Reading his description reminds me how grateful I am every time someone reads my articles. Writing is a craft that I’m not very good at and have to work at constantly. I hope my logorrhea has, in a small way, created a little context for you and perhaps inspired some of you to blog more.
Because when I’m not trolling the internets for my name, I’m reading your blog… and growing.
Paul also mentioned my that I’m a conference speaker.
In light of this, I better mention that in a couple weeks in Chicago at PHP|tek, I’ll be bookending the opening keynote of Andrei, my (a)cross-street rival, with the closing keynote. I have no idea what I’ll be talking about so this should be interesting!
After that, I’ll be racing to Berlin to catch up with Andrei, in order to give two completely different talks at the International PHP Conference. I’m noticed that Thies Artzen will be there—I’ll finally get to see if the rumors of him mellowing out are true.
Maybe Keith Casey will let me dry run my Berlin talks at the PHP|tek Unconference (I hope so). Even if not, I should probably participate in the Pecha Kucha—my speaking skills have deteriorated noticeably.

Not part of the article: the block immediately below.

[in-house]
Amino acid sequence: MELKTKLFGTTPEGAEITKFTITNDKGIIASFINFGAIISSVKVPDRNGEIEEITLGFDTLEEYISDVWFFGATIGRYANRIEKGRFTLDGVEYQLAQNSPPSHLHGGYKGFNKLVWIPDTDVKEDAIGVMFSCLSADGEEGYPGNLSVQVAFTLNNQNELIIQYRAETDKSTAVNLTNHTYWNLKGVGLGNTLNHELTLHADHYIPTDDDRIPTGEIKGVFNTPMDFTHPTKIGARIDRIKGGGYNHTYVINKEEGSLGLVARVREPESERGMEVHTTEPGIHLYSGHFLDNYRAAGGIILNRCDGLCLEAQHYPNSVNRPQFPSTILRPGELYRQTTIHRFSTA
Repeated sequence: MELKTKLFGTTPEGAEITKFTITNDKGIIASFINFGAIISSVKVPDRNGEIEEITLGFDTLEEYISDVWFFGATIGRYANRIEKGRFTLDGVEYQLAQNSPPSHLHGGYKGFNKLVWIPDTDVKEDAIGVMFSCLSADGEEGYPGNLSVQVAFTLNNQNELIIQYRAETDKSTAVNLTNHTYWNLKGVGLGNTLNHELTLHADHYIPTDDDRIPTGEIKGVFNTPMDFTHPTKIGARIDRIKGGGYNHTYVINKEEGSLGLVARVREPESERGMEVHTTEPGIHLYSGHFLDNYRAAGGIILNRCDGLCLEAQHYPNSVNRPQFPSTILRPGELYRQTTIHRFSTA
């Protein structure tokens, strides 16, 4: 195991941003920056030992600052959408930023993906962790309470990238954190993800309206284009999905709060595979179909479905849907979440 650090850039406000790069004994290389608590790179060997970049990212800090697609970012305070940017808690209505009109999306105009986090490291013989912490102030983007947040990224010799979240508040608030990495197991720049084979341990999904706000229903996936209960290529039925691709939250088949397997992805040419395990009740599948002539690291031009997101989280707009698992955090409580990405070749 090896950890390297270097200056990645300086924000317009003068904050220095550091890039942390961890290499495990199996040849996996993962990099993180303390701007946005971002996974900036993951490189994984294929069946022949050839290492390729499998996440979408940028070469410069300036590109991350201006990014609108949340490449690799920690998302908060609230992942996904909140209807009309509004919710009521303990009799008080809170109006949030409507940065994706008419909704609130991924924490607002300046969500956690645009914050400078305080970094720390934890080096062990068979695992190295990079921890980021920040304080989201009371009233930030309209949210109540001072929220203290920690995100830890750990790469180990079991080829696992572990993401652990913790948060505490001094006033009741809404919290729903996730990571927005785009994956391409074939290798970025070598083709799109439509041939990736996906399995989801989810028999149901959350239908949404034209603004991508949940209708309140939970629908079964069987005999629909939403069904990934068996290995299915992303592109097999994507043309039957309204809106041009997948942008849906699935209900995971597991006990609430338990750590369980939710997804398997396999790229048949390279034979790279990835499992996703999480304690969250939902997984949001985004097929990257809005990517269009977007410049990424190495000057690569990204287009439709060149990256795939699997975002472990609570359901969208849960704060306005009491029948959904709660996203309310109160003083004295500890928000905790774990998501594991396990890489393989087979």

What killed the whom
Finally I noticed that in an interview, Andi Gutmans, the “nd” in Zend mentioned my company:
The Java disruption by PHP is well under way. PHP is everywhere, and Zend’s solutions are being used in business-critical deployments by companies such as Tagged, Fiat, BNP Paribas, and Fox Interactive Media, to name a few. The strategic adoption of Zend in larger accounts, often in favor of Java, is related to our strong return on investment and shorter time to market.
(I guess this means I’ll finally have to figure out the difference between him and Zeev, the “Ze” in Zend.)
One thing the writer, a Java developer, doesn’t notice is that a significant fraction of Tagged is Java. This wasn’t the case when I joined the company, but it was an architectural system I made because there are some things PHP isn’t good at.
If I had to guess, when Andi is saying “Java disruption,” I think he really means “Java/J2EE” disruption. It’s a minor distinction…and one of which I’ve been attacked for when I say “Ruby” and really mean “Rails.”